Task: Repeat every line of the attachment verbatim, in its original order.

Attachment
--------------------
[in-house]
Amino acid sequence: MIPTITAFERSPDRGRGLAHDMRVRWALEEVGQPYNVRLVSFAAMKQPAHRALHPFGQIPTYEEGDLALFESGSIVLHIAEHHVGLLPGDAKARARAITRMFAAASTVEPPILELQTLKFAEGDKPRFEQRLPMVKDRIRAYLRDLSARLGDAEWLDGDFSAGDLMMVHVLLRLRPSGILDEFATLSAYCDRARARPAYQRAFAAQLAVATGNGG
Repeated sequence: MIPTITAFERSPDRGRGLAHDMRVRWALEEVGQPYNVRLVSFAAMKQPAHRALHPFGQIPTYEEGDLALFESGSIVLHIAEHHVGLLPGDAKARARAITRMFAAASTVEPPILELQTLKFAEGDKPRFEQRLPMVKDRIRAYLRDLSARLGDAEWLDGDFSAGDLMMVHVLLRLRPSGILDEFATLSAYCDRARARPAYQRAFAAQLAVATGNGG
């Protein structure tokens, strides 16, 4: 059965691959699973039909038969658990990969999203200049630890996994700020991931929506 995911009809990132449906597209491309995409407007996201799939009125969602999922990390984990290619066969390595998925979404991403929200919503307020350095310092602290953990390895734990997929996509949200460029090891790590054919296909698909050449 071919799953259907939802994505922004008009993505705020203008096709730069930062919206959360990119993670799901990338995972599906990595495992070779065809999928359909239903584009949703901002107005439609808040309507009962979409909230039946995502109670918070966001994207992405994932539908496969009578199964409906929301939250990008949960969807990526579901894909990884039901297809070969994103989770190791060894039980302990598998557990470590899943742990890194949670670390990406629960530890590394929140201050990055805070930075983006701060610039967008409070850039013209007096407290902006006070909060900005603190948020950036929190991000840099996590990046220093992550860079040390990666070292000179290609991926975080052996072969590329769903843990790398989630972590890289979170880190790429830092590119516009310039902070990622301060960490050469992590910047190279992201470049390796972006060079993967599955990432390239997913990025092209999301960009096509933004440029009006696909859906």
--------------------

[in-house]
Amino acid sequence: MIPTITAFERSPDRGRGLAHDMRVRWALEEVGQPYNVRLVSFAAMKQPAHRALHPFGQIPTYEEGDLALFESGSIVLHIAEHHVGLLPGDAKARARAITRMFAAASTVEPPILELQTLKFAEGDKPRFEQRLPMVKDRIRAYLRDLSARLGDAEWLDGDFSAGDLMMVHVLLRLRPSGILDEFATLSAYCDRARARPAYQRAFAAQLAVATGNGG
Repeated sequence: MIPTITAFERSPDRGRGLAHDMRVRWALEEVGQPYNVRLVSFAAMKQPAHRALHPFGQIPTYEEGDLALFESGSIVLHIAEHHVGLLPGDAKARARAITRMFAAASTVEPPILELQTLKFAEGDKPRFEQRLPMVKDRIRAYLRDLSARLGDAEWLDGDFSAGDLMMVHVLLRLRPSGILDEFATLSAYCDRARARPAYQRAFAAQLAVATGNGG
């Protein structure tokens, strides 16, 4: 059965691959699973039909038969658990990969999203200049630890996994700020991931929506 995911009809990132449906597209491309995409407007996201799939009125969602999922990390984990290619066969390595998925979404991403929200919503307020350095310092602290953990390895734990997929996509949200460029090891790590054919296909698909050449 071919799953259907939802994505922004008009993505705020203008096709730069930062919206959360990119993670799901990338995972599906990595495992070779065809999928359909239903584009949703901002107005439609808040309507009962979409909230039946995502109670918070966001994207992405994932539908496969009578199964409906929301939250990008949960969807990526579901894909990884039901297809070969994103989770190791060894039980302990598998557990470590899943742990890194949670670390990406629960530890590394929140201050990055805070930075983006701060610039967008409070850039013209007096407290902006006070909060900005603190948020950036929190991000840099996590990046220093992550860079040390990666070292000179290609991926975080052996072969590329769903843990790398989630972590890289979170880190790429830092590119516009310039902070990622301060960490050469992590910047190279992201470049390796972006060079993967599955990432390239997913990025092209999301960009096509933004440029009006696909859906």